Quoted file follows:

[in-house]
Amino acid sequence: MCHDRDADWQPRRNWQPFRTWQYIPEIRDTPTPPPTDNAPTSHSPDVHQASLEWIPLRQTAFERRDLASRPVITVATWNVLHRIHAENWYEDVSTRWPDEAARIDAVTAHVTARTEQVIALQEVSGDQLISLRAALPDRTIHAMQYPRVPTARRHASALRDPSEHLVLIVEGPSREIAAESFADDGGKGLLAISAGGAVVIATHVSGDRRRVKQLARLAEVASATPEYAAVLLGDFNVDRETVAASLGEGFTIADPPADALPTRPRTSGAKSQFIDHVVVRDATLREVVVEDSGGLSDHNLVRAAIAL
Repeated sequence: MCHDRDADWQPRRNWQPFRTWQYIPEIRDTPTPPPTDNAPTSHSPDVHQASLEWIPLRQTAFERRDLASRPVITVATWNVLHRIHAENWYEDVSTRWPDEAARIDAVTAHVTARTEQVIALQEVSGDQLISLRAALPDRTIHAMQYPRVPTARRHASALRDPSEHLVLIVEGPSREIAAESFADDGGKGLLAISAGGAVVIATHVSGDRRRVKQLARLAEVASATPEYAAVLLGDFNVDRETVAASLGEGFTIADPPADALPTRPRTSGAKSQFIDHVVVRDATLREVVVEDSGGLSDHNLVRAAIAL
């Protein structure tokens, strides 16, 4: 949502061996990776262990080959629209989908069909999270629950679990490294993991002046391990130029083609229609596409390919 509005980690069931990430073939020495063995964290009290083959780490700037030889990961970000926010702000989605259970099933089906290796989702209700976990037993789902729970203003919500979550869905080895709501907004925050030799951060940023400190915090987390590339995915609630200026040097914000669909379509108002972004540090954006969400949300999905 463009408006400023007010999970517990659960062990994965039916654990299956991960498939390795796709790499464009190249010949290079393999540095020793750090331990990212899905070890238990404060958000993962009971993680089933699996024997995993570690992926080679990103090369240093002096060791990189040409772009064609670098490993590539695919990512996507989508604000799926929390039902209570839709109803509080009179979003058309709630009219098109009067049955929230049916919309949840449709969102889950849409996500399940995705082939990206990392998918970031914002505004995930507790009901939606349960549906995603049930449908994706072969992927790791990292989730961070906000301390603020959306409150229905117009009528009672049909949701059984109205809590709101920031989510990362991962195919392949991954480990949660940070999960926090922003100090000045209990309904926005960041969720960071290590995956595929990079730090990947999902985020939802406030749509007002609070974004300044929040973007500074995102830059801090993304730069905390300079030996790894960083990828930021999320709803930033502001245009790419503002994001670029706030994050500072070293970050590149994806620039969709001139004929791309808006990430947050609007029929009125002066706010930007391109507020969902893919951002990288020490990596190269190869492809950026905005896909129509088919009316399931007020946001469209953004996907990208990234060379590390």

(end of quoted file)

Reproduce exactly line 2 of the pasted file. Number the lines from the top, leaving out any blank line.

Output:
Amino acid sequence: MCHDRDADWQPRRNWQPFRTWQYIPEIRDTPTPPPTDNAPTSHSPDVHQASLEWIPLRQTAFERRDLASRPVITVATWNVLHRIHAENWYEDVSTRWPDEAARIDAVTAHVTARTEQVIALQEVSGDQLISLRAALPDRTIHAMQYPRVPTARRHASALRDPSEHLVLIVEGPSREIAAESFADDGGKGLLAISAGGAVVIATHVSGDRRRVKQLARLAEVASATPEYAAVLLGDFNVDRETVAASLGEGFTIADPPADALPTRPRTSGAKSQFIDHVVVRDATLREVVVEDSGGLSDHNLVRAAIAL